County halts transferring ownership of Lipan Apache cemetery to historical commission

a survey of the Lipan Apache cemetery

PRESIDIO COUNTY –– At a meeting on Tuesday, the Presidio County Commissioners Court voted to postpone a decision on whether to transfer ownership of the Lipan Apache cemetery to the Presidio County Historical Commission (PCHC) after a relative of those buried raised concerns over PCHC being in charge of and maintaining the property. This decision comes as there have been renewed efforts to maintain the cemetery that has suffered from erosion, littering and vandalism over the years. 

As it stands now, the City of Presidio owns two lots in the middle of the property, while the county owns the three. In a previous Presidio city meeting in early June, the council voted to give the city’s lots over to the PCHC. As then interim City Administrator Brad Newton explained, any effort to preserve the cemetery will be streamlined if only one entity, the PCHC, has control over the land. 

At Tuesday’s meeting, the commissioners were weighing whether to also give the county’s lots to the PCHC. County Attorney Rod Ponton –– who is a current member of the PCHC and soon-to-be chairman of the commission –– said that he’s been working with Newton and the Presidio Municipal Development District to build a fence around the cemetery and install a historical marker sanctioned by the Texas Historical Commission on the property. “It’s not going to be an expensive project,” Ponton said. 

Christina Hernandez, who is a descendant of two separate families buried in the cemetery, came in front of the court to voice her concerns with the PCHC caring for the preservation of the cemetery and challenged some of the comments made by Ponton, who had earlier said that there’s a few descendants in the area. 

“I also wanted to make a correction. There’s not just a few of us. We’re well over probably 500 individuals within Presidio currently are descendants, and many more that live outside the area,” Hernandez said. 

Hernandez also noted that building a fence that both helps preserve the land and conforms with the Texas Historical Commission’s standards is no simple task. “I also wanted to correct an assumption that it would be a small fence that would go around the cemetery,” she said. “Per our conversation with [the Texas Historical Commission], this fence has to be engineered and has to have an architect to design the fence in order to meet their criteria.”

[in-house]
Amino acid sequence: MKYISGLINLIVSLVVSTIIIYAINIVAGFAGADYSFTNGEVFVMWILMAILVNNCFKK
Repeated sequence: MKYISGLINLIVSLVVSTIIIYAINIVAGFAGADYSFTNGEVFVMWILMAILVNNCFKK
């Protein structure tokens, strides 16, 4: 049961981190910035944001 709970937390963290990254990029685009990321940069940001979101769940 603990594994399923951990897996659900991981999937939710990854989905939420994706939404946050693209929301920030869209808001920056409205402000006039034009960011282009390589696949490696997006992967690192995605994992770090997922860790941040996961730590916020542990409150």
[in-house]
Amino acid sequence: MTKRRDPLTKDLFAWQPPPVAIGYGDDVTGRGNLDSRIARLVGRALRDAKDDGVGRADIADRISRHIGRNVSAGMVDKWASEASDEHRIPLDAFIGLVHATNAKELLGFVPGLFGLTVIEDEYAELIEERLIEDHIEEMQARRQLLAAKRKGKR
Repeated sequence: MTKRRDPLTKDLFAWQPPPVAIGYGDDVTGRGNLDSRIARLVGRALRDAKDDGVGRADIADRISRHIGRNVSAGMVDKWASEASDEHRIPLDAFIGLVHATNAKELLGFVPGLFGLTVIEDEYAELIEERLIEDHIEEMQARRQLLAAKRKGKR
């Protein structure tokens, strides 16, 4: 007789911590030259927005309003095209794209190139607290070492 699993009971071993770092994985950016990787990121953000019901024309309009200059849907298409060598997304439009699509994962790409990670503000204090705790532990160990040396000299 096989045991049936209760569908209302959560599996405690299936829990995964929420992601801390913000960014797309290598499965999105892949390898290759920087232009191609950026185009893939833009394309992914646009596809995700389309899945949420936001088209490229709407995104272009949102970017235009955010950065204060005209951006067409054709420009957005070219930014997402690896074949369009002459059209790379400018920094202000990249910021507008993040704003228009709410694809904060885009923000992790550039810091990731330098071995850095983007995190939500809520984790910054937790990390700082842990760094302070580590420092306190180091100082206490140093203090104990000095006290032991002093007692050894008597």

Shelley Bernstein, who is the executive director of the Big Bend Conservation Alliance and has been involved in the efforts to preserve the cemetery, agreed with Hernandez. “This is not a small endeavor. This is very similar to what y’all faced with the Ruidosa Church. The costs of the fence are potentially enormous. Just the fact that THC, depending on how the fence is built, may require ground penetrating radar. That radar is just $6,000 for the perimeter,” Bernstein said. 

“And then you also have to do all the permitting around that, so you have to have an archeologist who you are paying to do all the permitting. You have to have an architect and an engineer and all those plans have to be submitted to THC. And then you also have to have the fence built in a way that THC will approve,” Bernstein said, adding that the BBCA estimates the project to cost anywhere from $20,000 to $50,000. 

Both Bernstein and Hernandez asked the commissioners to postpone any action on this item until the descendants of those buried in the cemetery have a seat at the table in deciding how the preservation process is handled. “I would ask that this be delayed so that we can provide the commissioners with more information about how we would like to see this land transferred to the county without necessarily having to go through the Presidio County Historical Commission and THC to be able to maintain this cemetery,” Hernandez said.  

The commissioners overall were persuaded by Hernandez and agreed that the families of those buried should be able to have a more active role in how things play out. Presidio County Judge Cinderela Guevara said, “It is important to preserve this and have consideration for them since it is their relatives that are in this cemetery.” 

Ponton also agreed. “I think that’s all a great idea,” he said. “The historical commission really wants to make sure that the families are respected.”